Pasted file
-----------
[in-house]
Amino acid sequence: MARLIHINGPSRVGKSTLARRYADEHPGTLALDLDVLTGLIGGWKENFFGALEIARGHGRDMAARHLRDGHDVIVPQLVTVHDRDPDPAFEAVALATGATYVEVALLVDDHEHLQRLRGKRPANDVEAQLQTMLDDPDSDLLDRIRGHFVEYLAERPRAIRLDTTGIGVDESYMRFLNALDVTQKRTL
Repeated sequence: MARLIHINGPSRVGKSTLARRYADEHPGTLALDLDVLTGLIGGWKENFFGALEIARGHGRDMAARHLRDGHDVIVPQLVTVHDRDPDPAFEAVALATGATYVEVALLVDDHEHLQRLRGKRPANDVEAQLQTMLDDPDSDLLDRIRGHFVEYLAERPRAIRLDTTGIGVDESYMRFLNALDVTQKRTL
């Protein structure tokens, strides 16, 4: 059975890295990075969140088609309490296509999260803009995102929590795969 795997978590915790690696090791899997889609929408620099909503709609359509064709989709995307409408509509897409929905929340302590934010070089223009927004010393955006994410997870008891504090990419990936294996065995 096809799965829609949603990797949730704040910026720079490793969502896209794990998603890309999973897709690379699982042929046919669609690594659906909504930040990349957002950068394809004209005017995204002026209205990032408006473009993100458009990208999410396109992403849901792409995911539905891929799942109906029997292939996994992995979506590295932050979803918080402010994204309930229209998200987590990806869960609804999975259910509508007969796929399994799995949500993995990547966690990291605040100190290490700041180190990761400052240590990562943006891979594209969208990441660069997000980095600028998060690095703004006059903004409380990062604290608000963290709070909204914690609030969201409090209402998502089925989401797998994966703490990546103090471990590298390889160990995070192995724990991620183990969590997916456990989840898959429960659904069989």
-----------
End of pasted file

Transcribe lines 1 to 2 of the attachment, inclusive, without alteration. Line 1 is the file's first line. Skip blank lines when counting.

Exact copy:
[in-house]
Amino acid sequence: MARLIHINGPSRVGKSTLARRYADEHPGTLALDLDVLTGLIGGWKENFFGALEIARGHGRDMAARHLRDGHDVIVPQLVTVHDRDPDPAFEAVALATGATYVEVALLVDDHEHLQRLRGKRPANDVEAQLQTMLDDPDSDLLDRIRGHFVEYLAERPRAIRLDTTGIGVDESYMRFLNALDVTQKRTL